News flash: Ten years ago TODAY was the Friends finale. Sometimes I write the wrong date on checks, or I think that our 2001 vehicle is not that old, and 2004 seems like it’s right behind me in the rearview mirror. And yet as I’ve reminisced in preparation for writing this post, I’ve become acutely aware of how far in the past 21-year-old-me really is.
Do you remember May 6, 2004? Because I do. Allow me to indulge myself:
I had wrapped up my semester of student teaching a few weeks before, and I was anxiously waiting for some slacker in the English department of Bryan High School to turn in his resignation so that I could get an official job offer, which I planned to accept. My roommate Jessica was finishing up her finals that week and was graduating the following weekend. We were slowly packing up the apartment that we had shared for the past three years, and while the exact details escape me, I’m pretty sure that process involved baking several batches of chocolate chip cookies, listening to Jessica’s amazing new Josh Groban CD, and playing some final rounds of the Baby-Name-Game.
Earlier in the afternoon, Jess and I had the great idea to go around town hunting for free boxes to use in our packing. The Office Max near our apartment had tons of flattened cardboard tied up behind the store by the dumpster, so we went inside and asked if it would be okay if we took some of the boxes. The manager said yes, on the condition that if we cut open the plastic ties that held the trash together, we had to take the whole unit. “Score!” we thought, thinking immediately of several friends who could use the extra boxes we might have to take home.
The next moment is one of the top five regrets of my life. We got some clippers, cut open those little zip-tie-thingies, and it was like a cardboard-paper explosion. That little tidy cube had been packed together by some sort of heavy machinery, compacting about a million pounds of paper trash into a unit the size of a hay bale. And now we were responsible for the. whole.thing.
We put the back seat down in my Jeep and loaded it to the gills with boxes, and drove back to our apartment complex, where we sorted out what was usable and what was trash. The good stuff went upstairs into our living room, and the other 80% went into the dumpster in the corner of the parking lot.
Several trips in, Jessica had to go take a final and I worked for a while by myself. I wished desperately for an ally with a large truck, and I toyed with the idea of sending out a distress call to a certain man I knew who had dumped me just a few weeks before. Inexplicably, I held onto a tiny shred of dignity I was able to muster up, and I kept my phone in my pocket as I continued loading the Jeep, scrap by scrap.*
I think this went on for at least six hours, or maybe sixty, until at last we loaded up the final pieces of paper from the Office Max parking lot. For all our efforts, we could point to our apartment dumpster, overflowing with paper by the light of the moon, and a knee-high pile of good flattened boxes in the middle of our apartment.
By the time seven o’clock rolled around, we were more than ready to call in a delivery order for the Usual at Jin’s, pop open a can (or three) of Dr Pepper, and stretch out on the couch in time to catch “The Last One” on TV.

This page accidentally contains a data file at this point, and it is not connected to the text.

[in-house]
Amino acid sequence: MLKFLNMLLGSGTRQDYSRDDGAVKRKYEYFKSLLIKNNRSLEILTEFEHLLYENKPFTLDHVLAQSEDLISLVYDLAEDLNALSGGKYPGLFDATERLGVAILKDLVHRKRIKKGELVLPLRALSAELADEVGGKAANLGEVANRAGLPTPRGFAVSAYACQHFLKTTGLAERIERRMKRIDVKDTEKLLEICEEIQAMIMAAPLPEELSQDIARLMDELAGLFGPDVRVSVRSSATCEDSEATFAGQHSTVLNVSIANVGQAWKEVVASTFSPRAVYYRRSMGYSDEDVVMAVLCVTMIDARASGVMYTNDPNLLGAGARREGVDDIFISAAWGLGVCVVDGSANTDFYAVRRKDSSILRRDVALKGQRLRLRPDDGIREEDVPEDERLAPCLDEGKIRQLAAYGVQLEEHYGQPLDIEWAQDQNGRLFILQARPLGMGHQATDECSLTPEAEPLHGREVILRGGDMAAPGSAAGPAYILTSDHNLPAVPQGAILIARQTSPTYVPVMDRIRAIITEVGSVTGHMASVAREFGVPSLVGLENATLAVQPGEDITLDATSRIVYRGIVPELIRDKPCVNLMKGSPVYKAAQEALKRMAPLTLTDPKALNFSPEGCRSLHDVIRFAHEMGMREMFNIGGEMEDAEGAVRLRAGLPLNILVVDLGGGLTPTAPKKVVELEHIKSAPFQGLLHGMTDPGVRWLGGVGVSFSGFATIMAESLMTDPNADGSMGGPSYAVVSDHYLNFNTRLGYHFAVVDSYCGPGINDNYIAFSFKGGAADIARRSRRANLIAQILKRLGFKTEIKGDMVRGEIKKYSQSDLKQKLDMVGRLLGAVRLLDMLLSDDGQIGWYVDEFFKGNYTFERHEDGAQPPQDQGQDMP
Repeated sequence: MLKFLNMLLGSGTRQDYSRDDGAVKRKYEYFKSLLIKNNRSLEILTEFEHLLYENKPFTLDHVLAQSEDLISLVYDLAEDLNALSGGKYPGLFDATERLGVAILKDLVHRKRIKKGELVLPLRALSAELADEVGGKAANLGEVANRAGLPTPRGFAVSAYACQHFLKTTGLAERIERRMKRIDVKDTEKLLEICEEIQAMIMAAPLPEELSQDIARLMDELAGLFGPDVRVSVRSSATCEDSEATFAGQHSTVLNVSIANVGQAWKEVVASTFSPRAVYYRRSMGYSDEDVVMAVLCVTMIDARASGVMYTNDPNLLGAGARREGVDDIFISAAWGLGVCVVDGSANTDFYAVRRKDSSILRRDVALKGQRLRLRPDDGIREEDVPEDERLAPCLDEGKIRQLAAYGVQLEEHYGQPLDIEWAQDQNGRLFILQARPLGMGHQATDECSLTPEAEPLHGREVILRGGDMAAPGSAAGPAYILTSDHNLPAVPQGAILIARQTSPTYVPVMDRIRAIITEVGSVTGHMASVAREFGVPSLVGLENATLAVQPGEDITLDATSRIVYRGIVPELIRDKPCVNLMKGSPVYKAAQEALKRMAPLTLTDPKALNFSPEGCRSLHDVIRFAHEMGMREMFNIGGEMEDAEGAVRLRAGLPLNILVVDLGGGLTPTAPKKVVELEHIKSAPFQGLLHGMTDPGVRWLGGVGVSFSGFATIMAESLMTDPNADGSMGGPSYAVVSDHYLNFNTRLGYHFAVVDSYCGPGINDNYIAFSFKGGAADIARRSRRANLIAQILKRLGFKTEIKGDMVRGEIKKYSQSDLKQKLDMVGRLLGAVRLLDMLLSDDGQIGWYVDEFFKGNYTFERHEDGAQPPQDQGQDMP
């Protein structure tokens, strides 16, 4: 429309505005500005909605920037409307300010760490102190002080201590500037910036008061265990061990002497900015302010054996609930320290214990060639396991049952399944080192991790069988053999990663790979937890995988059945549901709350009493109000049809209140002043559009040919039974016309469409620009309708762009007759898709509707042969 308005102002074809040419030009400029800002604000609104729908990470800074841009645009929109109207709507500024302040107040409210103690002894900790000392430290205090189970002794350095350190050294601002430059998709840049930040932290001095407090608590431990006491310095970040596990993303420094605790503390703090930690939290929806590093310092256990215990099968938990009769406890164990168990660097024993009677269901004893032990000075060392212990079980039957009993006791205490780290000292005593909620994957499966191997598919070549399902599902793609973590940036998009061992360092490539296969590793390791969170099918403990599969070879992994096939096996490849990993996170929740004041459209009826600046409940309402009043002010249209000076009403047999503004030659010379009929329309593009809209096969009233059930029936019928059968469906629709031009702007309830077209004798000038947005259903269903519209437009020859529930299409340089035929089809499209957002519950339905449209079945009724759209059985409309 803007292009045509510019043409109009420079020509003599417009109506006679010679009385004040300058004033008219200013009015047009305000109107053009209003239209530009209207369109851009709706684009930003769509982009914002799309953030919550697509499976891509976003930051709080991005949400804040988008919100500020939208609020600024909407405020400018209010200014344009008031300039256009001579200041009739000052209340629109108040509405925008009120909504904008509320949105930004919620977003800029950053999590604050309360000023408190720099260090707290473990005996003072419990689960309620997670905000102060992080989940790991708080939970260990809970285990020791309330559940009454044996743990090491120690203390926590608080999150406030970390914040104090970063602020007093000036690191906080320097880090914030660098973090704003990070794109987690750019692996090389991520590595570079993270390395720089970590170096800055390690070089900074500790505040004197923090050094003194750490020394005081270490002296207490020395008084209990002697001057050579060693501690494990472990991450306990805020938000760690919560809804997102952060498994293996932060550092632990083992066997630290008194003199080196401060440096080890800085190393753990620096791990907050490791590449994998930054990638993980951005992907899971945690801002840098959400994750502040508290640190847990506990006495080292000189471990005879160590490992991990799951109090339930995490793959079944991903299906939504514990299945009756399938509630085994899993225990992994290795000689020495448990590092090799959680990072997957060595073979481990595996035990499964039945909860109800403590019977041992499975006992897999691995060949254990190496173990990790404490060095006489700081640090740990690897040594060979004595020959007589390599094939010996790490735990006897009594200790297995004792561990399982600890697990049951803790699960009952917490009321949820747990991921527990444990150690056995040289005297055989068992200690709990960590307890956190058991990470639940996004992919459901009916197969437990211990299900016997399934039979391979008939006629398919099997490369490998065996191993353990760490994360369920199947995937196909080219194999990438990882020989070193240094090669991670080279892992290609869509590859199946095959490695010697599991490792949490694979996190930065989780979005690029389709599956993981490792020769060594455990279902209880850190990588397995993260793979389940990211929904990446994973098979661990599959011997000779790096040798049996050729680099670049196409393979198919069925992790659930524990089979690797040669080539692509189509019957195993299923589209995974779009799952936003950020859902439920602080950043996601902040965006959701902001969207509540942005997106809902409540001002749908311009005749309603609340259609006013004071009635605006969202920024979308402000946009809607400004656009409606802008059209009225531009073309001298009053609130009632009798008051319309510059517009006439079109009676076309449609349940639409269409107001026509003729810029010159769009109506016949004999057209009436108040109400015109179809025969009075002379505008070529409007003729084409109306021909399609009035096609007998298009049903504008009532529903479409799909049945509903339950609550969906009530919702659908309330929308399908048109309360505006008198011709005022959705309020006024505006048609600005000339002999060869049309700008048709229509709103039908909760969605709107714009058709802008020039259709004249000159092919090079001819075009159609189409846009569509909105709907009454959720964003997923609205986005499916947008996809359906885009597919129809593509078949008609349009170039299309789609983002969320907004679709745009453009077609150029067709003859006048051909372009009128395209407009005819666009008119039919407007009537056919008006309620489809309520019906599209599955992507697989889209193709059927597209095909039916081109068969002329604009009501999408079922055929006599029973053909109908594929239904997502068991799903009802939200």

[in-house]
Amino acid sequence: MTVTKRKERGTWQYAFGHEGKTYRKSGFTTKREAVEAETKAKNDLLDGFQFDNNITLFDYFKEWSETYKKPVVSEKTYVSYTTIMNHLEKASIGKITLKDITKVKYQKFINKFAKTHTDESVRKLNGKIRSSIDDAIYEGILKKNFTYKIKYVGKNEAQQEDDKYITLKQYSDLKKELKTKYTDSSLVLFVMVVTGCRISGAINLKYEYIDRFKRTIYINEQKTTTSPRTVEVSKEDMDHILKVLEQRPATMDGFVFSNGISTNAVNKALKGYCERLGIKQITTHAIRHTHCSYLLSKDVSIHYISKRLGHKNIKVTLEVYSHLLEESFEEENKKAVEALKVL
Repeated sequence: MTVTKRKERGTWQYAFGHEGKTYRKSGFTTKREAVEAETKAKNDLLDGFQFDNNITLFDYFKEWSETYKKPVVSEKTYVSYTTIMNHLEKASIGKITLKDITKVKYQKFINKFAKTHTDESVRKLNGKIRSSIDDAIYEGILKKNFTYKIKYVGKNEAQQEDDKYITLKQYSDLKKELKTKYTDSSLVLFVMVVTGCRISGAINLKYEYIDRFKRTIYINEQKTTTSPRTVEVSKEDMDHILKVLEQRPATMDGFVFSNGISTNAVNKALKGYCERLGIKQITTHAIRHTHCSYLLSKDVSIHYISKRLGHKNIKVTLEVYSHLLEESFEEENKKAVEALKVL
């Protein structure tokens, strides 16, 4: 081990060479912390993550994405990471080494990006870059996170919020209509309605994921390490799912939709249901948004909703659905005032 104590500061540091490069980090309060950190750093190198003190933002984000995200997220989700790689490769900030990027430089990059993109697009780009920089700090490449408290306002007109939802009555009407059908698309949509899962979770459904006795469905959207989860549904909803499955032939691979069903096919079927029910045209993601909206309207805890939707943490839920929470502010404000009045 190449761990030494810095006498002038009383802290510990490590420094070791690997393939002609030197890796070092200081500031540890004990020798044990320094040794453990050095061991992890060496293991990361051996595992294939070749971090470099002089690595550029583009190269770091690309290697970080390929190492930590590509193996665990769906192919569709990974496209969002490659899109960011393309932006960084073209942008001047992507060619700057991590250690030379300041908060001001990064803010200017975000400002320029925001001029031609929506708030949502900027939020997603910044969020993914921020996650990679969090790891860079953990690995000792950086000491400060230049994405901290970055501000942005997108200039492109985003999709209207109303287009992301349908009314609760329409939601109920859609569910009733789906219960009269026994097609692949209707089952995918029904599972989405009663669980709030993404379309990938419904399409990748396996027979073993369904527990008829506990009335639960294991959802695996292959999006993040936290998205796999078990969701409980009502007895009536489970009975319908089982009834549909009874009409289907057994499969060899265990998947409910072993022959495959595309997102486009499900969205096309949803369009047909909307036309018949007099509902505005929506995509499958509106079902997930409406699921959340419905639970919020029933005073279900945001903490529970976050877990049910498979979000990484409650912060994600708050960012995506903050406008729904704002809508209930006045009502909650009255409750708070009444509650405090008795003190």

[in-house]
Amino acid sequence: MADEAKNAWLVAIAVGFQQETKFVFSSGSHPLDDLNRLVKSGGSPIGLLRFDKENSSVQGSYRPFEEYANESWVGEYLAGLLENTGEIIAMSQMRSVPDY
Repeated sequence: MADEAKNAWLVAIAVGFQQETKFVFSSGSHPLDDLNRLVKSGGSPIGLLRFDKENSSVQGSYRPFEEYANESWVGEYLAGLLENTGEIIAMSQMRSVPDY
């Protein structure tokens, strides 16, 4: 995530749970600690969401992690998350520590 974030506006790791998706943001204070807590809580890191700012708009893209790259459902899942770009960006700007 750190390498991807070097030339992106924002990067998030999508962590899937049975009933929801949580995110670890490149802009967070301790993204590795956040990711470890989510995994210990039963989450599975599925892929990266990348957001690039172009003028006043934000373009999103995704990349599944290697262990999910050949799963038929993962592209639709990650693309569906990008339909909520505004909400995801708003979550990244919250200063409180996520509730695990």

It was okay, as far as finales go. I still think that final scene where Monica has to sledgehammer the foosball table is a little over the top, even for a show that was no stranger to sentimental excess. But in general it tied up everything in the way that was obvious and right, and I remember feeling forlorn as I watched Ross, Rachel, Monica, Chandler, Phoebe, and Joey laying their keys on the counter and walking out the door.
For me, the message was clear: EVERYTHING IS ENDING!!! Goodbye college life, goodbye boyfriend, goodbye roommate, goodbye everything familiar, and now even the Friends are leaving me! (You’d never believe it if you only know me now, but I had quite a flair for drama back in my day.)
But what I think I know now is that endings are hardly ever as final as they feel in the moment. Occasionally a neat, clean break is necessary and good (ahem, truck-driving boyfriend)**. But most of the time the best things have a way of sticking around, even as we change and grow. A few years later, I’d discover a great tool called Facebook that would let me stay in touch with Jessica and some other old friends. A couple of times a year Jess and I get together and marvel as we watch our golden-haired daughters (strangely enough, not named Madeline or Alexis) and our sturdy sons play together. We laugh at ourselves in stretched-out mom shirts covered in Chick-fil-A sauce: “If only our college selves could see us now, living the dream!”
I drink coffee from the same light green mugs I used in that cheap apartment. Abby falls asleep listening to the CD player that Jessica gave me when I turned 21. I occasionally decompress by listening to that awesome Josh Groban CD. And when I can’t decide what to watch while I’m folding laundry, I stick in a Friends DVD and that story that begins, “When I was backpacking across western Europe…hiking in the foothills of Mount Tibidabo…” is as funny as ever.
Everything changes. But somehow, so much is the same, even ten years later.
*I’m pretty sure it didn’t even occur to me to call up that guy all the way in Waco who had just sent me a couple of friendly emails. If only I knew I’d marry him barely a year later! And he had a truck!!
**To keep this record truthful, that break was neither neat nor clean, but it SHOULD have been.